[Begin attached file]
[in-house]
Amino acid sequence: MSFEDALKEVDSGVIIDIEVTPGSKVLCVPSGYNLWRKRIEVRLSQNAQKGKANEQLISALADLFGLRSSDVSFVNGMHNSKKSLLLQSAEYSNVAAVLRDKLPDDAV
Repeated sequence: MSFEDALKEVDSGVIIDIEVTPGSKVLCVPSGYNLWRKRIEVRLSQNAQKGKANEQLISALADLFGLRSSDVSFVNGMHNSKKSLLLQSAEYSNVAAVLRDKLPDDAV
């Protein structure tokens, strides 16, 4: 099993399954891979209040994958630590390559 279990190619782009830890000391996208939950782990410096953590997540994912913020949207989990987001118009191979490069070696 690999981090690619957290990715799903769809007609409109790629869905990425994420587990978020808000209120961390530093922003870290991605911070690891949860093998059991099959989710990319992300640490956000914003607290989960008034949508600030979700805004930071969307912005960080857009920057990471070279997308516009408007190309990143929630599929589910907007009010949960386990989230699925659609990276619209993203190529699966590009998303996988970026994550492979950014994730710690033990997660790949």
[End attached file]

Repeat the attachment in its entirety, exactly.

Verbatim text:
[in-house]
Amino acid sequence: MSFEDALKEVDSGVIIDIEVTPGSKVLCVPSGYNLWRKRIEVRLSQNAQKGKANEQLISALADLFGLRSSDVSFVNGMHNSKKSLLLQSAEYSNVAAVLRDKLPDDAV
Repeated sequence: MSFEDALKEVDSGVIIDIEVTPGSKVLCVPSGYNLWRKRIEVRLSQNAQKGKANEQLISALADLFGLRSSDVSFVNGMHNSKKSLLLQSAEYSNVAAVLRDKLPDDAV
């Protein structure tokens, strides 16, 4: 099993399954891979209040994958630590390559 279990190619782009830890000391996208939950782990410096953590997540994912913020949207989990987001118009191979490069070696 690999981090690619957290990715799903769809007609409109790629869905990425994420587990978020808000209120961390530093922003870290991605911070690891949860093998059991099959989710990319992300640490956000914003607290989960008034949508600030979700805004930071969307912005960080857009920057990471070279997308516009408007190309990143929630599929589910907007009010949960386990989230699925659609990276619209993203190529699966590009998303996988970026994550492979950014994730710690033990997660790949």